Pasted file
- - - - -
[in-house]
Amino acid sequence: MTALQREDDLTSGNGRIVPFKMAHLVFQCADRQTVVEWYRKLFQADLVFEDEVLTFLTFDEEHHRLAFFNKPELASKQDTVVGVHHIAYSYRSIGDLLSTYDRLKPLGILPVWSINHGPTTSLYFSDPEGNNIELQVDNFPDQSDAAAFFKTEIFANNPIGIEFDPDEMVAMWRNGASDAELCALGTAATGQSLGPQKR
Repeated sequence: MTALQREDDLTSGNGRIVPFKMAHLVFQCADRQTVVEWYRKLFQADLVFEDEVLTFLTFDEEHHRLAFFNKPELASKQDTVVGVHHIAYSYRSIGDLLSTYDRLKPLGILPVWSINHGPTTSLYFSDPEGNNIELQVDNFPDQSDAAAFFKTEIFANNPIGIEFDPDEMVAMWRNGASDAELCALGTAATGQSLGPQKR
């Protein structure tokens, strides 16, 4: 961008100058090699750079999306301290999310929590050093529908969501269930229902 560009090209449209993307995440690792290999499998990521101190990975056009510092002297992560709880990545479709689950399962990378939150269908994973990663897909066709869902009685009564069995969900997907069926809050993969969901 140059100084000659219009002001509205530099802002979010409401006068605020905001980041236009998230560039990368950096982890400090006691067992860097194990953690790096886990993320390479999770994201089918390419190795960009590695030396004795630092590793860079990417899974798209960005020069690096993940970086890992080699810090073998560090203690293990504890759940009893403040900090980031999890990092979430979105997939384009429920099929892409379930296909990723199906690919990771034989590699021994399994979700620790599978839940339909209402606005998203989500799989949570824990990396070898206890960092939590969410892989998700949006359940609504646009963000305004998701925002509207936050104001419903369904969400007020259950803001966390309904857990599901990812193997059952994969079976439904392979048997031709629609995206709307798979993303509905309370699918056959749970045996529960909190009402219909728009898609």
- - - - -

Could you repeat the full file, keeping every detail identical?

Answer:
[in-house]
Amino acid sequence: MTALQREDDLTSGNGRIVPFKMAHLVFQCADRQTVVEWYRKLFQADLVFEDEVLTFLTFDEEHHRLAFFNKPELASKQDTVVGVHHIAYSYRSIGDLLSTYDRLKPLGILPVWSINHGPTTSLYFSDPEGNNIELQVDNFPDQSDAAAFFKTEIFANNPIGIEFDPDEMVAMWRNGASDAELCALGTAATGQSLGPQKR
Repeated sequence: MTALQREDDLTSGNGRIVPFKMAHLVFQCADRQTVVEWYRKLFQADLVFEDEVLTFLTFDEEHHRLAFFNKPELASKQDTVVGVHHIAYSYRSIGDLLSTYDRLKPLGILPVWSINHGPTTSLYFSDPEGNNIELQVDNFPDQSDAAAFFKTEIFANNPIGIEFDPDEMVAMWRNGASDAELCALGTAATGQSLGPQKR
């Protein structure tokens, strides 16, 4: 961008100058090699750079999306301290999310929590050093529908969501269930229902 560009090209449209993307995440690792290999499998990521101190990975056009510092002297992560709880990545479709689950399962990378939150269908994973990663897909066709869902009685009564069995969900997907069926809050993969969901 140059100084000659219009002001509205530099802002979010409401006068605020905001980041236009998230560039990368950096982890400090006691067992860097194990953690790096886990993320390479999770994201089918390419190795960009590695030396004795630092590793860079990417899974798209960005020069690096993940970086890992080699810090073998560090203690293990504890759940009893403040900090980031999890990092979430979105997939384009429920099929892409379930296909990723199906690919990771034989590699021994399994979700620790599978839940339909209402606005998203989500799989949570824990990396070898206890960092939590969410892989998700949006359940609504646009963000305004998701925002509207936050104001419903369904969400007020259950803001966390309904857990599901990812193997059952994969079976439904392979048997031709629609995206709307798979993303509905309370699918056959749970045996529960909190009402219909728009898609």